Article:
Rise of Nationalism Teacher Resources
Find Rise of Nationalism educational ideas and activities
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Students research World War II primary source documents and write first person historical point of view stories.
Students analyze the American culture after WWII. Through a variety of activities, students gain an understanding of ecomonics and prosperity in the US following WWII.
Eighth graders explore the effect of World War II from a financial standpoint. In this World History lesson, 8th graders review World War II through teacher lecture, reading and viewing pictures and cartoons, then discuss the hardships it created for families as well as the impact on the country.
Students analyze the stock market from Post WWII through today. Through an interactive simulation, students are given an opportunity to earn "millions". They will analyze the stock market from a historical perspective and explain the reason why long-term investments are important for investors.
Students investigate the life of a family that lived in the 1940's. They find out the lifestyle and culture of the family using role play. The lesson plan includes the measurement of energy expenditure and consumption of resources hypothetically.
Students explore the Pacific Theatre of War. In this World War II instructional activity, students use reference material to access information about significant locations in the Pacific Theatre of War. Students identify the locations of the listed places using the resource materials.
Students examine the role of women in the workplace during World War II. They listen to a teacher-led lecture, analyze images of women in wartime propaganda, answer discussion questions, and participate in a class discussion of wartime propaganda posters.
Fourth graders compare how the events in the Charleston Harbor affected South Carolinians versus people in other parts of the U.S. In this American history activity, 4th graders watch a video clip, discuss sections of a book, and conduct Internet research on questions they wrote in groups. To conclude this activity, students write a summary that will be used in a presentation.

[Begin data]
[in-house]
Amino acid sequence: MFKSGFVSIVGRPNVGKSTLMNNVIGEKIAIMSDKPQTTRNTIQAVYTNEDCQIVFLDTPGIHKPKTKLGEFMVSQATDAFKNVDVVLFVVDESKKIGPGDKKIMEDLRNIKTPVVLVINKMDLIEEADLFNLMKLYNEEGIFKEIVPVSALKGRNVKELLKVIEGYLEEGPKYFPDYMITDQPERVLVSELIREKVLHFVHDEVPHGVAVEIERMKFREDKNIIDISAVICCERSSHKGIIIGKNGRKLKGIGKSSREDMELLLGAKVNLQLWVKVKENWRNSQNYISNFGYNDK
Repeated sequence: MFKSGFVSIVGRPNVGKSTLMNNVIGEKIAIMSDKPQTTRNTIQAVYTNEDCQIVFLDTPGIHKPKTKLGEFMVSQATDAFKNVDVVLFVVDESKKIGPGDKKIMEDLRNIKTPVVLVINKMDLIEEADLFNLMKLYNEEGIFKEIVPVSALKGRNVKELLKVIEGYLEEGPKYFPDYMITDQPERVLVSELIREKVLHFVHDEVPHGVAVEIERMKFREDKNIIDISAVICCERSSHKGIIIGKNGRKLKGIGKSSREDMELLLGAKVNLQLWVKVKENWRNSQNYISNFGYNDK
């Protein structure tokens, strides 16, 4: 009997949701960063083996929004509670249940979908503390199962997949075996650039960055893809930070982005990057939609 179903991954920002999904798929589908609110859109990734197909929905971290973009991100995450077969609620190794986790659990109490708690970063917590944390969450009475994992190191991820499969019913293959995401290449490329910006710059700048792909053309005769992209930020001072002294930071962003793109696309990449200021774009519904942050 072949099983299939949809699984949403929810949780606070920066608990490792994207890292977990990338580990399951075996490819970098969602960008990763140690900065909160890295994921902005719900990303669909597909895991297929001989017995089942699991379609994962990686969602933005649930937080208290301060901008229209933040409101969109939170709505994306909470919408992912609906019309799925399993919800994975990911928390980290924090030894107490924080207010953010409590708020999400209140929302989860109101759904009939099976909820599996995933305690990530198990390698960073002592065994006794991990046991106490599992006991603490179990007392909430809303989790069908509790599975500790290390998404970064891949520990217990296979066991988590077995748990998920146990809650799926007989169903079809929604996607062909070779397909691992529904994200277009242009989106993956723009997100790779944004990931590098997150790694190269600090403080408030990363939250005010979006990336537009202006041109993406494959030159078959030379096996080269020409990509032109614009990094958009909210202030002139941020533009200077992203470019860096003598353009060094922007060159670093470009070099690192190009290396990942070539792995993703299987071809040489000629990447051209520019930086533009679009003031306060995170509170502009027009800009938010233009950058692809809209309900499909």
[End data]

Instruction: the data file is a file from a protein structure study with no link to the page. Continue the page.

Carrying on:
Fifth graders examine the impact of World War II on South Carolina. In this American history lesson plan, 5th graders analyze primary documents that include political cartoons and advertisements that were published in South Carolina during World War II.
Young scholars examine Japanese internment camps of World War II. In this World War II lesson, students research primary sources to prepare for a debate regarding Japanese internment camps in the United States.
Eleventh graders explain how the islands/countries contributed to Japan's war effort. They study the concept of location and determine how natural resources were a large factor in Japan's trade.
Eleventh graders examine events leading up to and during the Vietnam War. They research assigned topics utilizing interviews, Powerpoint presentations, timelines, and collages in their presentations.
Students read letters written by soldiers during World War II in order to analyze the soldier's feelings about the war. They explain how these primary sources teach appreciation for the World War II soldier's experiences.
Students study the geography of the Pacific theater of World War II. They study maps to examine the geography and features of the land.
Students research and examine the secret Special War Problems Division program in Latin America and discuss the impact of the program on civil and human rights. They assess the motives for the program and explore various quotes from that time period.
Students identify the location, purpose, and details of the 2 Internment Camps in Arkansas for Japanese-Americans during WWII.
Fifth graders explore women's rights by discussing the events of WWII. In this American work force activity, 5th graders identify the events that led to World War II and how women helped fight the war through non-violent efforts. Students complete several graphic organizer worksheets based on WWII history.
Ninth graders use geographic representations to organize, analyze, and present information on people, places, and environments. They use tools and methods of geographers to construct, interpret, and evaluate qualitative and quantitative data.
When and how did the Cold War begin? To answer this question, you will not find a better-organized, in-depth, activity- and inquiry-based resource than this! Executing best teaching practices throughout, each portion of this inquiry involves detailed analysis of primary and secondary source material, supporting learners as they develop an answer to the resource's guiding question.
Passages from Unbroken and Farewell to Manzanar provide the context for a study of the historical themes of experiencing war, resilience during war, and understanding the lasting trauma of war. Appendices include extension activities, Roosevelt’s December 8, 1941 speech, primary source accounts of the attack on Pearl Harbor, a San Francisco Chronicle article on post-war trauma, and graphic organizers for a culminating essay. A powerful resource.